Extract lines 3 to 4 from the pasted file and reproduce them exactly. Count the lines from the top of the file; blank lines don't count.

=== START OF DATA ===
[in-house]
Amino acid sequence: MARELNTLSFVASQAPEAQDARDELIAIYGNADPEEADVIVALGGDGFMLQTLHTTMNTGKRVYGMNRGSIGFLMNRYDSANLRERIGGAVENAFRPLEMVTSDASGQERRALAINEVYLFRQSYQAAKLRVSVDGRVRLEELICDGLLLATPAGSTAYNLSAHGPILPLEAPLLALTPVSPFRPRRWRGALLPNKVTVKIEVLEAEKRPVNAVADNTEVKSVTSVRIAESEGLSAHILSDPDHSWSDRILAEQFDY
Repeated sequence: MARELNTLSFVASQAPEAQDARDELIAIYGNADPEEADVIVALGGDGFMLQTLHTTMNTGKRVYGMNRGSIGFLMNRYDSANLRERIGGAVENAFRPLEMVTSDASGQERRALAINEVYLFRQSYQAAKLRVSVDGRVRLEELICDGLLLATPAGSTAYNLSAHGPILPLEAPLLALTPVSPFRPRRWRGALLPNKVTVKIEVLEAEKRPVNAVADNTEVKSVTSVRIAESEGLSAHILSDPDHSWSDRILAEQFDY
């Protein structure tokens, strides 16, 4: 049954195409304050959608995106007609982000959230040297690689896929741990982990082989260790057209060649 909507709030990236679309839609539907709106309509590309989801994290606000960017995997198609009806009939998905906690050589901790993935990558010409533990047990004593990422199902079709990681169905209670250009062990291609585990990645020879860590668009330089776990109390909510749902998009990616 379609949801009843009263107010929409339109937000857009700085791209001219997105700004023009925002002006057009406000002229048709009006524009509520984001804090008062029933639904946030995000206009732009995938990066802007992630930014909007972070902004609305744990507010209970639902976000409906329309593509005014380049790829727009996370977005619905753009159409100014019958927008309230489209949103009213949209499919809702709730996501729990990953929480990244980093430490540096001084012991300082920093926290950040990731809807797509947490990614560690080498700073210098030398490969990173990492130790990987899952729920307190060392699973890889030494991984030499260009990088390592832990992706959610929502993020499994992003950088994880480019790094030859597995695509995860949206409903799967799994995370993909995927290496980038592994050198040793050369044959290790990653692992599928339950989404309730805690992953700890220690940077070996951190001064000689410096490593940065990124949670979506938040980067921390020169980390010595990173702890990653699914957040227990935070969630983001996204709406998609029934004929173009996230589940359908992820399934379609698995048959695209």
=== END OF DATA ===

Repeated sequence: MARELNTLSFVASQAPEAQDARDELIAIYGNADPEEADVIVALGGDGFMLQTLHTTMNTGKRVYGMNRGSIGFLMNRYDSANLRERIGGAVENAFRPLEMVTSDASGQERRALAINEVYLFRQSYQAAKLRVSVDGRVRLEELICDGLLLATPAGSTAYNLSAHGPILPLEAPLLALTPVSPFRPRRWRGALLPNKVTVKIEVLEAEKRPVNAVADNTEVKSVTSVRIAESEGLSAHILSDPDHSWSDRILAEQFDY
């Protein structure tokens, strides 16, 4: 049954195409304050959608995106007609982000959230040297690689896929741990982990082989260790057209060649 909507709030990236679309839609539907709106309509590309989801994290606000960017995997198609009806009939998905906690050589901790993935990558010409533990047990004593990422199902079709990681169905209670250009062990291609585990990645020879860590668009330089776990109390909510749902998009990616 379609949801009843009263107010929409339109937000857009700085791209001219997105700004023009925002002006057009406000002229048709009006524009509520984001804090008062029933639904946030995000206009732009995938990066802007992630930014909007972070902004609305744990507010209970639902976000409906329309593509005014380049790829727009996370977005619905753009159409100014019958927008309230489209949103009213949209499919809702709730996501729990990953929480990244980093430490540096001084012991300082920093926290950040990731809807797509947490990614560690080498700073210098030398490969990173990492130790990987899952729920307190060392699973890889030494991984030499260009990088390592832990992706959610929502993020499994992003950088994880480019790094030859597995695509995860949206409903799967799994995370993909995927290496980038592994050198040793050369044959290790990653692992599928339950989404309730805690992953700890220690940077070996951190001064000689410096490593940065990124949670979506938040980067921390020169980390010595990173702890990653699914957040227990935070969630983001996204709406998609029934004929173009996230589940359908992820399934379609698995048959695209």